Morning in Cusco Peru

I was very comfortable with my Lightroom, Photoshop, and Nik Collection workflow until High Sierra disrupted matters. I know the workaround, but I’m experimenting with Luminar just in case.

Cusco Peru

0 comments

Paris – City of Light

I was browsing through my photo collection when I found two from Paris. In one, a 0.6 second exposure captured the beam from the illuminated Eiffel Tower. The second was a 25 second exposure for the light trails from the nearby cars.

Fortunately, both were taken on a tripod from the same location. It was only in later in reflection that I realized that I could blend the best of both into one photo.

0 comments

Parisian Sunset

Paris at sunset from Sacre Coeur. Too many people to set-up a tripod, but a better shot would have been to wait an hour for the city lights to come on and blend those into this frame. Maybe next time.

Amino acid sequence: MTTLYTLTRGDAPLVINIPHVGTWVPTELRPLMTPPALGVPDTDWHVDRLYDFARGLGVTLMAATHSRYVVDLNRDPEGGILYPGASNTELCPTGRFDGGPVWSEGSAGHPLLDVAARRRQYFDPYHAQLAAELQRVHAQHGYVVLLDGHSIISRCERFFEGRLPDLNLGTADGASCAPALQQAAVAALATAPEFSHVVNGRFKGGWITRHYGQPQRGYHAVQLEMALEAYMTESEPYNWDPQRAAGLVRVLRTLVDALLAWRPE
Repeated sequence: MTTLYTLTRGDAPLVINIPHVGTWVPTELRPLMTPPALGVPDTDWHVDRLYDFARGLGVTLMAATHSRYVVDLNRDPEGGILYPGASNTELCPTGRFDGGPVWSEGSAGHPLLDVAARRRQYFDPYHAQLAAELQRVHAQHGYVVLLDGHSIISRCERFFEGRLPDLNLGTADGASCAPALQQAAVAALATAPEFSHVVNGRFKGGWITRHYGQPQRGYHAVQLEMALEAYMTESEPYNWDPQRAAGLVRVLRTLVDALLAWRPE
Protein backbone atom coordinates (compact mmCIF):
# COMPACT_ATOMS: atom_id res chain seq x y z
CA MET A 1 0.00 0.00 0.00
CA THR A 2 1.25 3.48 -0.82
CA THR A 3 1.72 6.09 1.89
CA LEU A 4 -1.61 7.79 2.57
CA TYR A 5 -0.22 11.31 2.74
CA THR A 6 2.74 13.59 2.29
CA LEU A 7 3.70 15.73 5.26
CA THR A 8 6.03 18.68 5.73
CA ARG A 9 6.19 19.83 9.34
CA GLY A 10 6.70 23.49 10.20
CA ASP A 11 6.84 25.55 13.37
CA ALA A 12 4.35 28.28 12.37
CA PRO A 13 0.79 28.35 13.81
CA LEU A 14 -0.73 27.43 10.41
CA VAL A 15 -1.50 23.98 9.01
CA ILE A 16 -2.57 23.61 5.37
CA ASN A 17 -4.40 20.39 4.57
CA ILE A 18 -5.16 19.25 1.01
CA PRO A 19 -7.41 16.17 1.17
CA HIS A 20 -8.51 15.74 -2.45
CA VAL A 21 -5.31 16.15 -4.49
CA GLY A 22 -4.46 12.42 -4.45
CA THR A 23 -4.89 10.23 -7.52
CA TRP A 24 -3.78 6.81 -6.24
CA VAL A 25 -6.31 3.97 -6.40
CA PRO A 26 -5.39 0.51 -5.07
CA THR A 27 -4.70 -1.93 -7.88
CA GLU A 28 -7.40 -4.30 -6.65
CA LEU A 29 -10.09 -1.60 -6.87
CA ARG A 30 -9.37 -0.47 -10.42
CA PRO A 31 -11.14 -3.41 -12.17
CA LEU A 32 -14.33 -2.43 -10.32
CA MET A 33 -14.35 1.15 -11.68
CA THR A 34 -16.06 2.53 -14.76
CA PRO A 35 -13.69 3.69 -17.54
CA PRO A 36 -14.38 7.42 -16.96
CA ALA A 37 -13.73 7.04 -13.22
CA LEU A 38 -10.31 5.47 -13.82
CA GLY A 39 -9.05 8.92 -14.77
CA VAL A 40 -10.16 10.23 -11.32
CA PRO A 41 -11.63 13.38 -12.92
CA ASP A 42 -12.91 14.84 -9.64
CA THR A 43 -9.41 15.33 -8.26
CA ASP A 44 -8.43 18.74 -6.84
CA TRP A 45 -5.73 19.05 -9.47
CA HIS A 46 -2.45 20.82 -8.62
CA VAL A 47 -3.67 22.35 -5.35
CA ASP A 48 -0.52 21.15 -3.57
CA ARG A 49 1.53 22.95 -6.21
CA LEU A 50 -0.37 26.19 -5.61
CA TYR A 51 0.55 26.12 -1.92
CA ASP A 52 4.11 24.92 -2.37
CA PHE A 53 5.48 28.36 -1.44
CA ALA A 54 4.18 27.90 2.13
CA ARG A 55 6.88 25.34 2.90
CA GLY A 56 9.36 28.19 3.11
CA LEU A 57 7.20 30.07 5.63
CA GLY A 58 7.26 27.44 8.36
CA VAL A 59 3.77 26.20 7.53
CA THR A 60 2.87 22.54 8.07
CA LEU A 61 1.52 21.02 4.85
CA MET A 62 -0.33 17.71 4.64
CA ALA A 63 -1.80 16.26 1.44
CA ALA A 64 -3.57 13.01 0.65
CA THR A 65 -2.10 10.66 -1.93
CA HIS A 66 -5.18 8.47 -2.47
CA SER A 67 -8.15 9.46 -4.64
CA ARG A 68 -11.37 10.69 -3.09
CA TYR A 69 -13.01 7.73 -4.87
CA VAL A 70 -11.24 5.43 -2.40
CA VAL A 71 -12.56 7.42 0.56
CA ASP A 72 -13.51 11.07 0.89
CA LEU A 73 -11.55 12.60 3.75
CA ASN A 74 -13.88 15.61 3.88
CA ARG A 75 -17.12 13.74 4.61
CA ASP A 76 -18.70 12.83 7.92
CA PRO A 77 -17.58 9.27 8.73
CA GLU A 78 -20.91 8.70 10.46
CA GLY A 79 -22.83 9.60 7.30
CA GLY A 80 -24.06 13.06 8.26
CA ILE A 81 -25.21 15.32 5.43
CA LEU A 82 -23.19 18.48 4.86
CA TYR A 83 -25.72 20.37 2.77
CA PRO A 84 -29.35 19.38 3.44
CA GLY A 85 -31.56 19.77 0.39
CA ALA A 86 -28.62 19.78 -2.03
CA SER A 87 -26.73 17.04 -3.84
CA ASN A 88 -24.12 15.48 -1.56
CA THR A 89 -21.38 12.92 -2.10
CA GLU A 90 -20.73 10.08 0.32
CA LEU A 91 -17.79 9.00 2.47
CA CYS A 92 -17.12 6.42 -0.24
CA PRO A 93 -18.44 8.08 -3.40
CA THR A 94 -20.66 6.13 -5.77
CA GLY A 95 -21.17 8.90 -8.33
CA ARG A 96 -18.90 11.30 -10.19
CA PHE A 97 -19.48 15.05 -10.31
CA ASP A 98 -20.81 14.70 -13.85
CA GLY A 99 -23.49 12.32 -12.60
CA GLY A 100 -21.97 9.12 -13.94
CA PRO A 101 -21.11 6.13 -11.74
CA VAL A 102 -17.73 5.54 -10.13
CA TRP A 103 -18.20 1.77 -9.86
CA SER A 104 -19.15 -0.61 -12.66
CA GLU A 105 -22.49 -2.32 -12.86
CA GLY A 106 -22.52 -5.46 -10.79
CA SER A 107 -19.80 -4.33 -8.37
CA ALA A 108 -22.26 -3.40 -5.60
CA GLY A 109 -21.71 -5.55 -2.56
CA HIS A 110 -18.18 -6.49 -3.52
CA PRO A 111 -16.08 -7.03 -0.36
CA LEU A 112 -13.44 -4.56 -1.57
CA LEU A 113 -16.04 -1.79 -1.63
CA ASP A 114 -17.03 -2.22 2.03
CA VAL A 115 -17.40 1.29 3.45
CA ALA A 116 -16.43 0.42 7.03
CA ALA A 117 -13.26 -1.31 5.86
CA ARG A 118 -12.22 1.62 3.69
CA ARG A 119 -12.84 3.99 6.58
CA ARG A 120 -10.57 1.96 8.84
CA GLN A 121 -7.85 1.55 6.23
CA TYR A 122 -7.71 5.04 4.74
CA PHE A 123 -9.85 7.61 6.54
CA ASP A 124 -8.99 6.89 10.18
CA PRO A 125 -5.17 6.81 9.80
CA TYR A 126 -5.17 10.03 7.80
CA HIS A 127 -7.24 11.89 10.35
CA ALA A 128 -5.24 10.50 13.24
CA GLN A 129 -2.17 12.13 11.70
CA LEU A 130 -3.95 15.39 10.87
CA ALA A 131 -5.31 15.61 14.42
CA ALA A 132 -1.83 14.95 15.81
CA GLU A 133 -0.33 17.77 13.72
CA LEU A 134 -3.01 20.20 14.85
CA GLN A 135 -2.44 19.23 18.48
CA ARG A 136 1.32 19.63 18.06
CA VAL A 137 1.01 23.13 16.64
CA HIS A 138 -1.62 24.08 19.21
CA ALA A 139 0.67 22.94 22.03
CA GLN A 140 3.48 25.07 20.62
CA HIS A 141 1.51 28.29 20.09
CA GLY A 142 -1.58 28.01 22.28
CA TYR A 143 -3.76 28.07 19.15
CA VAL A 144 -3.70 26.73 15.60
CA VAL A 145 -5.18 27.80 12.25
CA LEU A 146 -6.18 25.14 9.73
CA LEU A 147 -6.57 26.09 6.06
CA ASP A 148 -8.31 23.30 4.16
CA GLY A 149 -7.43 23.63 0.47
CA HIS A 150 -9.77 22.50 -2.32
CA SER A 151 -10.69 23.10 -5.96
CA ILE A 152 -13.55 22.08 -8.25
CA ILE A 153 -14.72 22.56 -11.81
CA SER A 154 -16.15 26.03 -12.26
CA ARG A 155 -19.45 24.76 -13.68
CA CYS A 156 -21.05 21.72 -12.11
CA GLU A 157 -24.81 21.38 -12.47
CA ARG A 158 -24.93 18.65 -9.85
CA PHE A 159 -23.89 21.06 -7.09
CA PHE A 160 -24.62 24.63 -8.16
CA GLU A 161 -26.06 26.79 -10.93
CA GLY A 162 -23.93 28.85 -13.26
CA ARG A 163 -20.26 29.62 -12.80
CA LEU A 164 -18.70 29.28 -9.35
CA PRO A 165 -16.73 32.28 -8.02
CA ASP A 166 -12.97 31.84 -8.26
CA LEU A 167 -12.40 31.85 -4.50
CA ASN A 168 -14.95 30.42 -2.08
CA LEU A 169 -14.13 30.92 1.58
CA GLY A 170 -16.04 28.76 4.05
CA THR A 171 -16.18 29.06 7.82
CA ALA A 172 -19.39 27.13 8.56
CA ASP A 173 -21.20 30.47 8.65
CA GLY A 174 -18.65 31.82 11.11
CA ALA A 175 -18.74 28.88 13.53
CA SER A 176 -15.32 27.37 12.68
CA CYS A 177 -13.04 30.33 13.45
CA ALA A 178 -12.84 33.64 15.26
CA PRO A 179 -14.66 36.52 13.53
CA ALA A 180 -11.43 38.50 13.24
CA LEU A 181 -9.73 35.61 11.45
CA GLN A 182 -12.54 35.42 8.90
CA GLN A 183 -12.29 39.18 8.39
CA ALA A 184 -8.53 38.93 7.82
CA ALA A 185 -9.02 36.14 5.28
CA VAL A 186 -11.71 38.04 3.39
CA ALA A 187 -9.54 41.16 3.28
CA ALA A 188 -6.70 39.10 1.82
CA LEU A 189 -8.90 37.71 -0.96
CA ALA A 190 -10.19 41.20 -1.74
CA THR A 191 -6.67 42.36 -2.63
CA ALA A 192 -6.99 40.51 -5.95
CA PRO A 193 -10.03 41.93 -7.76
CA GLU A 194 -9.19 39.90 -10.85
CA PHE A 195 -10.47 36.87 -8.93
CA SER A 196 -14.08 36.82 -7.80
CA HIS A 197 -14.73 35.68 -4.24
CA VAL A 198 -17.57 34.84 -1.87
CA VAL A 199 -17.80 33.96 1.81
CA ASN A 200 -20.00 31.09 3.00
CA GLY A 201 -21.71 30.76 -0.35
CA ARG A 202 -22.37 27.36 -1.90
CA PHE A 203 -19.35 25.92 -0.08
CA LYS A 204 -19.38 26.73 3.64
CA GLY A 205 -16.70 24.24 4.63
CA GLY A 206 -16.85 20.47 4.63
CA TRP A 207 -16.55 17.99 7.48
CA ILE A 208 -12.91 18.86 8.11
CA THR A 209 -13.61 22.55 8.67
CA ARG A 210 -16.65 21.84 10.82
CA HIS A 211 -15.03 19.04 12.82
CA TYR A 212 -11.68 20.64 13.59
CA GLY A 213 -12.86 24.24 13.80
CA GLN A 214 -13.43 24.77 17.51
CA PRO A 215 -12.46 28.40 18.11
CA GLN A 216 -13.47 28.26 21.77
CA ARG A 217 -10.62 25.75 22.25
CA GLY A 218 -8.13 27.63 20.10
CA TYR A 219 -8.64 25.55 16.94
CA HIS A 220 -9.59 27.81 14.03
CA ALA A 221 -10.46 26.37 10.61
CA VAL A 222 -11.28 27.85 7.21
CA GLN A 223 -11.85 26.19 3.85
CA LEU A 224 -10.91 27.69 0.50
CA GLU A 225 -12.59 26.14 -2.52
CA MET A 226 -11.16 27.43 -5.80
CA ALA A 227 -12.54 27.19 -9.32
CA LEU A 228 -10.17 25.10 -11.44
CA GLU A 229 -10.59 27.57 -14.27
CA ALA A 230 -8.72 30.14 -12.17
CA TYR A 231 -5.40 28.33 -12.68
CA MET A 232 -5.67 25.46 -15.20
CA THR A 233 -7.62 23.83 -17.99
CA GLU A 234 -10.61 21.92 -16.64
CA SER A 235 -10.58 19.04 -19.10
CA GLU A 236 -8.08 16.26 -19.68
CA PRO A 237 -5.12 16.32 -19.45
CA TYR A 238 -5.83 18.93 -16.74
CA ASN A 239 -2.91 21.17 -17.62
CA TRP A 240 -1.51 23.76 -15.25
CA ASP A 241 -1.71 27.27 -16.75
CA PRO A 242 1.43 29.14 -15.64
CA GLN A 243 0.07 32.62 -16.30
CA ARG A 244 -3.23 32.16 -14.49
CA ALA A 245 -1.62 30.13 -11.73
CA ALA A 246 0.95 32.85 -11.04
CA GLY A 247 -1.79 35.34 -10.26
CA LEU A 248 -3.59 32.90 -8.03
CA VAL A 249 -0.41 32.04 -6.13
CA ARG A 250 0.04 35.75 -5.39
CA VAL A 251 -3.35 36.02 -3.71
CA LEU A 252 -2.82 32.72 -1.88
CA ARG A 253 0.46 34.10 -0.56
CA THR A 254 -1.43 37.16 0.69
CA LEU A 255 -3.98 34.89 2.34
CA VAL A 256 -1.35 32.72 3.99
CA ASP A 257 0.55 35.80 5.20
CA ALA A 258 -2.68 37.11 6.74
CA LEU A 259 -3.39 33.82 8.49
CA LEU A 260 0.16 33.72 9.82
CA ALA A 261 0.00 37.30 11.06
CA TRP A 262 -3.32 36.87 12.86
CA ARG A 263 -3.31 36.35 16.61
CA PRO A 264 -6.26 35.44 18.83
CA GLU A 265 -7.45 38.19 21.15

Blue Hour View of Paris from Sacre Coeur

Camera: Nikon D800
Lens: Nikkor AF-S 24-70mm f/2.8G ED

ISO: 100
Focal Length: 70mm
Shutter: 1/80s
Aperture: f/2.8
0 comments

Mid-Autumn Festival 2017

Tonight was the Mid-Autumn Festival. I grabbed the older, but higher resolution D800, but regretted it immediately. When mounting a DSLR to a telescope, having a tilting screen makes all the difference in terms of comfort. Crouching down to view the screen is no fun.

Full Moon

The other hiccup of the night was discovering that once again, Nik Collection no longer works in Photoshop. This time, it was the High Sierra MacOS 10.13 upgrade that killed it. I’m testing out Luminar right now.

0 comments

Sun Spots